1. For what diseases is nebulisation therapy performed?
A nebuliser is a drug delivery device that converts the liquid into mist to inhale medications through the airway, especially for the treatment of various respiratory diseases like asthma, chronic obstructive pulmonary disease, cystic fibrosis, etc.
2. What are the medicines used in nebulisation therapy?
Nebulisers can be used to deliver bronchodilators for treating asthma like albuterol for quick relief, ipratropium to relieve asthma flares, budesonide to reduce airway inflammation, cromolyn sodium to reduce airway inflammation, etc. A combination of drugs can also be given like inhalers for long-term control. Other medications like antibiotics and sterile saline solution can also be provided.
3. Is nebulisation therapy useful in the treatment of cough?
In case of cold and cough one does not require using a nebuliser. They can generally treat it by giving steam inhalations, decongestant nasal drops for nasal blockage or increased cough. For patients suffering from a respiratory illness like asthma who spit cough or suffer from cough problems nebulisers are used.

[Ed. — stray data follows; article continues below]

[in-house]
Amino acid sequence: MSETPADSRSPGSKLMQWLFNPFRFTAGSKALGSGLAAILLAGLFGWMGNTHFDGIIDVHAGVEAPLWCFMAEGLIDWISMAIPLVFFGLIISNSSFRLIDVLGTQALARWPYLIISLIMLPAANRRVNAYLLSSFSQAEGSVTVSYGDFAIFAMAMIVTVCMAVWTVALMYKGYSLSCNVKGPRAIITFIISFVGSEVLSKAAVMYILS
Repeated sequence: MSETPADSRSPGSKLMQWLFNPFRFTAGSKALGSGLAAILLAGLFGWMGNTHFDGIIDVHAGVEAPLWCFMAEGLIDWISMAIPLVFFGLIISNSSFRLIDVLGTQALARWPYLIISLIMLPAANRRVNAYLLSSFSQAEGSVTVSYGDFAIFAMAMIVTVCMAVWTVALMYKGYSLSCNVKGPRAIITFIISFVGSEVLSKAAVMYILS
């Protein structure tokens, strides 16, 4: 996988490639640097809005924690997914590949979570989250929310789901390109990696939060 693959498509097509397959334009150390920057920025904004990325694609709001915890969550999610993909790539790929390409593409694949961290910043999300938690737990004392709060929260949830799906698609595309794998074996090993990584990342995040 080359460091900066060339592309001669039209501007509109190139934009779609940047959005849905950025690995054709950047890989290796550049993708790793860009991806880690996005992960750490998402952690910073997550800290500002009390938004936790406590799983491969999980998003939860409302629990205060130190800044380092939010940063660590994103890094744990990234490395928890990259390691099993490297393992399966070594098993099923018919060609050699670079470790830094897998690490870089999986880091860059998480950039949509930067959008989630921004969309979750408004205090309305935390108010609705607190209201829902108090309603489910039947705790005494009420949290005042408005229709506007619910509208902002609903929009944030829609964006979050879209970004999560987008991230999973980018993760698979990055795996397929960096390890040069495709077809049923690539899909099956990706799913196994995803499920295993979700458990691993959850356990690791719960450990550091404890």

4. Who is nebulisation therapy useful for?
People belonging to any age group from toddlers, infants to olds who may be suffering from cough, airway inflammation, asthma flares, etc. or diseases like viral bronchiolitis, respiratory syncytial virus (RSV), which is very common in infants, asthma, bronchiectasis, cystic fibrosis, COPD, etc.
5. Why do I need nebulisation therapy?
It is used to deliver the drug directly into the respiratory tract for immediate effect, being easier to use than metered-dose inhaler (MDI), especially for children who are not old enough to know how to use MDI. In an emergency, they can get quick response by opening up the airway to treat infections like asthma, COPD, bronchiolitis, and RSV to relieve dyspnoea in alveolar carcinoma patients.